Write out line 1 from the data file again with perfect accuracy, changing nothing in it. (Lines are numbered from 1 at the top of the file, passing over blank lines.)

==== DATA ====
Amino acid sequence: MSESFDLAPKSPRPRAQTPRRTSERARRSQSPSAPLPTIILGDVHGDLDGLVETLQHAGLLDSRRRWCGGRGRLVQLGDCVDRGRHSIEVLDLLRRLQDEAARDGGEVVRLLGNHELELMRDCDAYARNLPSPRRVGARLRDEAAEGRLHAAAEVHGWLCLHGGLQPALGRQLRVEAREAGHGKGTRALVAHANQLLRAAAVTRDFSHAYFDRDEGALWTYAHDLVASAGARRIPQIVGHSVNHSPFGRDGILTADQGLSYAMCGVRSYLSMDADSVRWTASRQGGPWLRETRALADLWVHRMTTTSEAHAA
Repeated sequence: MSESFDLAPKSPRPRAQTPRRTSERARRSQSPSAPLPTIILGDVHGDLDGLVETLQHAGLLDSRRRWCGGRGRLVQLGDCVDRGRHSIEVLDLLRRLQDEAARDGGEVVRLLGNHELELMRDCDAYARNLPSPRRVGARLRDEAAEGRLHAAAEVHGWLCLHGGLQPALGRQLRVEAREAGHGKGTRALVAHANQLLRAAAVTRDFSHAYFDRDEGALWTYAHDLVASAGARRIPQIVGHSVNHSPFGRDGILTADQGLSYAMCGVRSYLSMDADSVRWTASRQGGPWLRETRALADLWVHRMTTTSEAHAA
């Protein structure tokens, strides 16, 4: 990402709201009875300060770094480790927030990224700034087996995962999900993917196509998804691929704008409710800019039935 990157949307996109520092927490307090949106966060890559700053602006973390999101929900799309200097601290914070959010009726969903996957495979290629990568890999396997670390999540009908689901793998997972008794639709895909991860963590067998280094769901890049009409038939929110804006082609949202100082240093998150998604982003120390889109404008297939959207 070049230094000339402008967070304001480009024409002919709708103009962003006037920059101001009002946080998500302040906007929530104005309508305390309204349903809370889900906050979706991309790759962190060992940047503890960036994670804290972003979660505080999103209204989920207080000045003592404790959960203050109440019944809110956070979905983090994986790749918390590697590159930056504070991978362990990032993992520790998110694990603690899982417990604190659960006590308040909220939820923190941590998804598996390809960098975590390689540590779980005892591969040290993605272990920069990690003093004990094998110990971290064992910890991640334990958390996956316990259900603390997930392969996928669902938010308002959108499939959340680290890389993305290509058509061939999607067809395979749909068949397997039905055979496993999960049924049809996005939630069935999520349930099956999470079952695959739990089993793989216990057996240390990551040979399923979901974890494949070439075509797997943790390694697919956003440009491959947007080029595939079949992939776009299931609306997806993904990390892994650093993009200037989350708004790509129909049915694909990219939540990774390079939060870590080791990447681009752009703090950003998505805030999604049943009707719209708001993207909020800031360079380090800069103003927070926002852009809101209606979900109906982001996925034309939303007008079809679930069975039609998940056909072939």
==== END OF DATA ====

Amino acid sequence: MSESFDLAPKSPRPRAQTPRRTSERARRSQSPSAPLPTIILGDVHGDLDGLVETLQHAGLLDSRRRWCGGRGRLVQLGDCVDRGRHSIEVLDLLRRLQDEAARDGGEVVRLLGNHELELMRDCDAYARNLPSPRRVGARLRDEAAEGRLHAAAEVHGWLCLHGGLQPALGRQLRVEAREAGHGKGTRALVAHANQLLRAAAVTRDFSHAYFDRDEGALWTYAHDLVASAGARRIPQIVGHSVNHSPFGRDGILTADQGLSYAMCGVRSYLSMDADSVRWTASRQGGPWLRETRALADLWVHRMTTTSEAHAA